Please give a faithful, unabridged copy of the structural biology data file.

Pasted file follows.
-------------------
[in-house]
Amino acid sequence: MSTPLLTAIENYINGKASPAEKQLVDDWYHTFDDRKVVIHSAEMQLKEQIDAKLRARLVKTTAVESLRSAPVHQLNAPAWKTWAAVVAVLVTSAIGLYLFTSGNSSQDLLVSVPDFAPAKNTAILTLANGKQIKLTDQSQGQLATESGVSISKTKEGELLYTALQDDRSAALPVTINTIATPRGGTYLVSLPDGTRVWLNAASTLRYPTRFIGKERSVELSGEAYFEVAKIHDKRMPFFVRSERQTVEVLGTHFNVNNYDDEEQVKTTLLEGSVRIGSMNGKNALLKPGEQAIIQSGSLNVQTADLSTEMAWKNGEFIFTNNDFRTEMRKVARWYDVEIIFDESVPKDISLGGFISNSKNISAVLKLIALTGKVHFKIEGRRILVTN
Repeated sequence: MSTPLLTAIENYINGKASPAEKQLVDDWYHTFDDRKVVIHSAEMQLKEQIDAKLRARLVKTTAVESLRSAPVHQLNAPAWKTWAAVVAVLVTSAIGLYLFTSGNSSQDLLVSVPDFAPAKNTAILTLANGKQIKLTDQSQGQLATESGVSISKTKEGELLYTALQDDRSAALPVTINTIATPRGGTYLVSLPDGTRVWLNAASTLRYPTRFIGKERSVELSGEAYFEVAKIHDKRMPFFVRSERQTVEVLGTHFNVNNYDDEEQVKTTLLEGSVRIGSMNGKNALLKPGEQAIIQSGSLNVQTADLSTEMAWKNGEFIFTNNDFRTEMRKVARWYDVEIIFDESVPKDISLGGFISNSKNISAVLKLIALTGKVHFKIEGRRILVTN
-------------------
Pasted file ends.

[in-house]
Amino acid sequence: MSTPLLTAIENYINGKASPAEKQLVDDWYHTFDDRKVVIHSAEMQLKEQIDAKLRARLVKTTAVESLRSAPVHQLNAPAWKTWAAVVAVLVTSAIGLYLFTSGNSSQDLLVSVPDFAPAKNTAILTLANGKQIKLTDQSQGQLATESGVSISKTKEGELLYTALQDDRSAALPVTINTIATPRGGTYLVSLPDGTRVWLNAASTLRYPTRFIGKERSVELSGEAYFEVAKIHDKRMPFFVRSERQTVEVLGTHFNVNNYDDEEQVKTTLLEGSVRIGSMNGKNALLKPGEQAIIQSGSLNVQTADLSTEMAWKNGEFIFTNNDFRTEMRKVARWYDVEIIFDESVPKDISLGGFISNSKNISAVLKLIALTGKVHFKIEGRRILVTN
Repeated sequence: MSTPLLTAIENYINGKASPAEKQLVDDWYHTFDDRKVVIHSAEMQLKEQIDAKLRARLVKTTAVESLRSAPVHQLNAPAWKTWAAVVAVLVTSAIGLYLFTSGNSSQDLLVSVPDFAPAKNTAILTLANGKQIKLTDQSQGQLATESGVSISKTKEGELLYTALQDDRSAALPVTINTIATPRGGTYLVSLPDGTRVWLNAASTLRYPTRFIGKERSVELSGEAYFEVAKIHDKRMPFFVRSERQTVEVLGTHFNVNNYDDEEQVKTTLLEGSVRIGSMNGKNALLKPGEQAIIQSGSLNVQTADLSTEMAWKNGEFIFTNNDFRTEMRKVARWYDVEIIFDESVPKDISLGGFISNSKNISAVLKLIALTGKVHFKIEGRRILVTN